brief snapshots in time. memories and thoughts. disorganized and random.

Tuesday, October 31, 2006

planes, trains, and automobiles (Part 3)

East Coast Trip (Part 3) - the Mall (Washington, D.C.)

After lunch we walked to the mall. This mall has many interesting things to buy, if you're looking for cheap FBI t-shirts, or a hotdog.

But we weren't there to shop, so we walked past the vendors, past the White House and on toward the Washington monument.

The last time I was in DC visiting T and her husband, the Washington monument had scaffolding surrounding it. This visit, the stark contrast between the monument's crisp stone fa├žade and the clear blue sky was stunning.

After beginning my annoyance of my friends by stopping too frequently to take pictures, we wandered to the World War II monument.

It had not yet been constructed the last time I was here. We walked around the memorial, reading, observing, quietly discussing whether we thought the site lines of the mall were compromised by this new memorial.

I thought it was extremely well done. The fountains in the center, with Atlantic and Pacific "theaters" on each side, surrounded by pillars bearing wreathes honoring each state and territory. Powerful, yet reverent at the same time.

Walking along the reflection pool looking back at the Washington monument, I decided the site lines were not at all destroyed by the WWII Memorial, as some think, but rather enhanced.

The fountains on either side of the Washington monument add interest, and don't detract from the line stretching from the Lincoln Memorial to the Capitol.

On the far end of the reflection pool, we veered left and walked among the statues of the soldiers of the Korean Memorial. We silently read about the number killed and missing. Still.

The reflections in the pool and along the wall lent themselves well to quiet contemplation. It seems as if your walking among those being honored.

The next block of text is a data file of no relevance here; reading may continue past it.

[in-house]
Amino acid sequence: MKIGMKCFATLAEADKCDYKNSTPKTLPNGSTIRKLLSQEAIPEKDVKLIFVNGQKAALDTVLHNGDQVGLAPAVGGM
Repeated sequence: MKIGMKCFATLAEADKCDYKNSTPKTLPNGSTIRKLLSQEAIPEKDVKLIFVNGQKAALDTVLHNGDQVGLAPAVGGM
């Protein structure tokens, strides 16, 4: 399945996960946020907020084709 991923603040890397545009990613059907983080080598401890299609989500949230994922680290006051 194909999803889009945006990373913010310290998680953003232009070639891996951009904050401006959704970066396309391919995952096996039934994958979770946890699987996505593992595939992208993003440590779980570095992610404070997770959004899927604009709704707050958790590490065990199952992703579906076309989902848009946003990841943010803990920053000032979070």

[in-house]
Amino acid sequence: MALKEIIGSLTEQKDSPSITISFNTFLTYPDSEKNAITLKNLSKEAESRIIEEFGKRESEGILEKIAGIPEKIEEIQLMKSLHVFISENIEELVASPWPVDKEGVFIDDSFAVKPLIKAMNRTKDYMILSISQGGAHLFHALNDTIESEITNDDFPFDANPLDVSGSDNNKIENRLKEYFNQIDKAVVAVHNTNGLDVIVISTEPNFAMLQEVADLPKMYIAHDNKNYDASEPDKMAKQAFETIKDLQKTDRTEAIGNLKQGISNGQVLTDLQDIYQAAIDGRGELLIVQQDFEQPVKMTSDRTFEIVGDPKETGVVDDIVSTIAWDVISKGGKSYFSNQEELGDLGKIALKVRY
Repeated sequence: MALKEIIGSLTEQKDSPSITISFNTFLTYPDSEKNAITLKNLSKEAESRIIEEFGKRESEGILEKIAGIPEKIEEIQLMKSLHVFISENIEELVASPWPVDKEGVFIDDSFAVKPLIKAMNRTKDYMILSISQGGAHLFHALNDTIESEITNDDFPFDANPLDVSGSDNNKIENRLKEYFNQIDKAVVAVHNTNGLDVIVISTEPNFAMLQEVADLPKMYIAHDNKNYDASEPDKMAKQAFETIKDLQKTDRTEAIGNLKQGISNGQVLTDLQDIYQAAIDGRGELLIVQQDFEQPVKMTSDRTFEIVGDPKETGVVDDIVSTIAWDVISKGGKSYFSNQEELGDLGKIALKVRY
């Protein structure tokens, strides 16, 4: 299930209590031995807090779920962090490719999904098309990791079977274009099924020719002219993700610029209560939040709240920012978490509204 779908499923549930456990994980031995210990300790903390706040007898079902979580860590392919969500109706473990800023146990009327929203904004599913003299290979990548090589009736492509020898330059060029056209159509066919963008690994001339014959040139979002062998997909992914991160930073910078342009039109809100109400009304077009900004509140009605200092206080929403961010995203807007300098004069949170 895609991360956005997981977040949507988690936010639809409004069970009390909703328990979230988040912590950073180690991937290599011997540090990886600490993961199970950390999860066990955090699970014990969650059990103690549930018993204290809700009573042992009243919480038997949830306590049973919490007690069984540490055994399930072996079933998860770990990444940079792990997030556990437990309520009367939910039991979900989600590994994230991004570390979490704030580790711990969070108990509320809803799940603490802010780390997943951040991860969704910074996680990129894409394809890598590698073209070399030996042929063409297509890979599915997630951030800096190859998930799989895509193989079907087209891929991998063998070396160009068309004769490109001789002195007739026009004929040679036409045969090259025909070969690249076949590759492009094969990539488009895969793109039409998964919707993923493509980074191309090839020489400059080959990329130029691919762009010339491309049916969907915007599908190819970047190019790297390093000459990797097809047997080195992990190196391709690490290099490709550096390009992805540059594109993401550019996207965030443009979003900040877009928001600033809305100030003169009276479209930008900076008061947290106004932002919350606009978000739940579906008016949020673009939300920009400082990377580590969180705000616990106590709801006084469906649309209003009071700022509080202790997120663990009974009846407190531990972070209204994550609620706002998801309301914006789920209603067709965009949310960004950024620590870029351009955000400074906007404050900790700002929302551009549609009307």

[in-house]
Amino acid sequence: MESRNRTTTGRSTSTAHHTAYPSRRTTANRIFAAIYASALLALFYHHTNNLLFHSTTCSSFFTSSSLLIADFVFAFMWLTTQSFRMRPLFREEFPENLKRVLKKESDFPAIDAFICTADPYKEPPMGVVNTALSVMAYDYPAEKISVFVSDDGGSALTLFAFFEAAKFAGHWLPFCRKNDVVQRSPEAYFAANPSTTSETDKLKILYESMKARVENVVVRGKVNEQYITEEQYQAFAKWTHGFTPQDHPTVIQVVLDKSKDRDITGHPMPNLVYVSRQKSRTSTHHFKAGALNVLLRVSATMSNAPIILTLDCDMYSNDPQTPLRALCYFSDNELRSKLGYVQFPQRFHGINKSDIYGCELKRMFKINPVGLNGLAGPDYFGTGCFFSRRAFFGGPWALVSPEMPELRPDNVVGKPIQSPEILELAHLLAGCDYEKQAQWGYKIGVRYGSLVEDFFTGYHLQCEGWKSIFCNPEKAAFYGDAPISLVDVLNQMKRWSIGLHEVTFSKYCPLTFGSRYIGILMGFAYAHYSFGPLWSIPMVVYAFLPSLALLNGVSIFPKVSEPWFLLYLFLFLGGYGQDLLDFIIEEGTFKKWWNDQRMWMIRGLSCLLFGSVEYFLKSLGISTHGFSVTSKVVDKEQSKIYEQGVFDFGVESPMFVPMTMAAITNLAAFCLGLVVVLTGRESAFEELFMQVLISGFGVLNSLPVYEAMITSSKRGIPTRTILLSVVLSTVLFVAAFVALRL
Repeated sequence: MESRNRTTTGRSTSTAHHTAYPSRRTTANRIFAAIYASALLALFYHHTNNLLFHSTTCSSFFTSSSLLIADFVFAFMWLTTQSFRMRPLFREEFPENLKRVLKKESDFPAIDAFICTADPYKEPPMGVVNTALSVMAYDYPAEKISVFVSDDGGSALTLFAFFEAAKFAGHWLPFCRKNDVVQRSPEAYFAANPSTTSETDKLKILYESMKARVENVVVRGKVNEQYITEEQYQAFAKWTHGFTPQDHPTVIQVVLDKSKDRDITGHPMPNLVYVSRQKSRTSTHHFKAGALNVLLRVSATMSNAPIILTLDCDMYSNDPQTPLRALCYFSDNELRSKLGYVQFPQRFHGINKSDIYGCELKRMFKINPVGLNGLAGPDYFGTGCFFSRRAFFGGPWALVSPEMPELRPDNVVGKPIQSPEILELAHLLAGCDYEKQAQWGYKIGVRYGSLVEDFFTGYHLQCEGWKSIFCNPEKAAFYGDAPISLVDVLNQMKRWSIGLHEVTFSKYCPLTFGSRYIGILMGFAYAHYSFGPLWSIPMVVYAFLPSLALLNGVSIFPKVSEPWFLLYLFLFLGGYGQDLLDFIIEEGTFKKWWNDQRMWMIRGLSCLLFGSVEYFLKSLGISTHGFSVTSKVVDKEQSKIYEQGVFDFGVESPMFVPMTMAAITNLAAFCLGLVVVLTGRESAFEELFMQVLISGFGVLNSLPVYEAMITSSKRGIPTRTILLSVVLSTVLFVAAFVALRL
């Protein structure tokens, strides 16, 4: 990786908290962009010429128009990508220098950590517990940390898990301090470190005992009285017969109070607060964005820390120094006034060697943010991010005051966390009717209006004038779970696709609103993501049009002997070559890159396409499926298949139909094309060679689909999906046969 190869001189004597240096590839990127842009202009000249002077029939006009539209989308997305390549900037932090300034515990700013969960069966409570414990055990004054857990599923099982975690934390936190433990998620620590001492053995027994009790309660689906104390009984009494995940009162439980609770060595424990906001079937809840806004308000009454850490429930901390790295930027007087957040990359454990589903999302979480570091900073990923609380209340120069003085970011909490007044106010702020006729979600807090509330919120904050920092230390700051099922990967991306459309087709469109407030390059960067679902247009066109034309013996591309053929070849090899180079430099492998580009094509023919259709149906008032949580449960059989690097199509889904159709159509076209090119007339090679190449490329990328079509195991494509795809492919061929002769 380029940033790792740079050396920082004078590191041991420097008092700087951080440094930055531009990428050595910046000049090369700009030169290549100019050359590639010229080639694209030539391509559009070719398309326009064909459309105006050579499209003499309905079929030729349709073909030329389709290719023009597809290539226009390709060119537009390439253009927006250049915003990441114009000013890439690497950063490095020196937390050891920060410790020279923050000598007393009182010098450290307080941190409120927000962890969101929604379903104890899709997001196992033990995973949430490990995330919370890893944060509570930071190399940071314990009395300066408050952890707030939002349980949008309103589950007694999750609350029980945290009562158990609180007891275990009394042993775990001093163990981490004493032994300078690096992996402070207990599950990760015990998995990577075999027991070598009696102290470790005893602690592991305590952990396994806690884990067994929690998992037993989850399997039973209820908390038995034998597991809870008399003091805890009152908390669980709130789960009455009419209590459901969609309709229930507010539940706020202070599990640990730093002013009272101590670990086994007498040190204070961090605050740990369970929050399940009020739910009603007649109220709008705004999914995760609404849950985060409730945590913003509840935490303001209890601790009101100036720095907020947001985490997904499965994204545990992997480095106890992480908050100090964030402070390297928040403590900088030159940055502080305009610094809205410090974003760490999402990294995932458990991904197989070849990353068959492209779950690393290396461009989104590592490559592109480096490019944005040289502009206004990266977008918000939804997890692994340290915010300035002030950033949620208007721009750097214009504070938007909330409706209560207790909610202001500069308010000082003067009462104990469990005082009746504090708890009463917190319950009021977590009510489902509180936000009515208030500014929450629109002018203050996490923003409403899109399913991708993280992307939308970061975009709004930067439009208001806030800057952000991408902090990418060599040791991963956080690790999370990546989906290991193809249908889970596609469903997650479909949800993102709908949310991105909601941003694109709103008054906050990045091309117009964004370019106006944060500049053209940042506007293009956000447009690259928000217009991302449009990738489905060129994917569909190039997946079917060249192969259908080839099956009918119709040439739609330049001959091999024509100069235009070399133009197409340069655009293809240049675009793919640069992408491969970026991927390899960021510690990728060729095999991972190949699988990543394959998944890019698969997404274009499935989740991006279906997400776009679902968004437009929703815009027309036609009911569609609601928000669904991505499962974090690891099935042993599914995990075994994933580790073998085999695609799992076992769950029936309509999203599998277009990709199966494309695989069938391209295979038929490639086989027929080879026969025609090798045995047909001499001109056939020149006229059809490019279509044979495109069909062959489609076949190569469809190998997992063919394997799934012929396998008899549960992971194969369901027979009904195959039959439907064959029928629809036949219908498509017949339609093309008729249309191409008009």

Towards the end of the mall I decided my ankle needed a rest, so we sat on the steps of the Lincoln Memorial for a while, talking and enjoying the beautiful weather.

Then using my limping gait and cane as excuses we took the elevator up to see Mr. Lincoln. Even more stately than I remember, he sits peering out at all in front of him.

We walked slowly along the Vietnam Memorial, pausing to look at the notes and messages left to honor some personally. I don't know why, but for some reason this memorial, more than others, always brings a tear to my eye. Perhaps it is because my dad could easily have been there.

We continued our wandering toward the Capitol. By the time we get there, both J and T were slightly annoyed with me.

Between my overall slowness because of my ankle and my stopping to take pictures, I lagged behind, causing them to stop. Many times. But being the great friends they are, they assured me they weren't annoyed.

By this time, the sun was beginning to set and we were all tired, so we made our way towards Union Station. And headed towards T's place and dinner. After dinner, we relaxed and talked for a while. Beginning plans for our next get together.

After breakfast the next morning with T, J and I headed to get our rental car.

Our first stop was the Franklin Delano Roosevelt Memorial. My favorite. And we had to stop (in my opinion) because J had never seen it.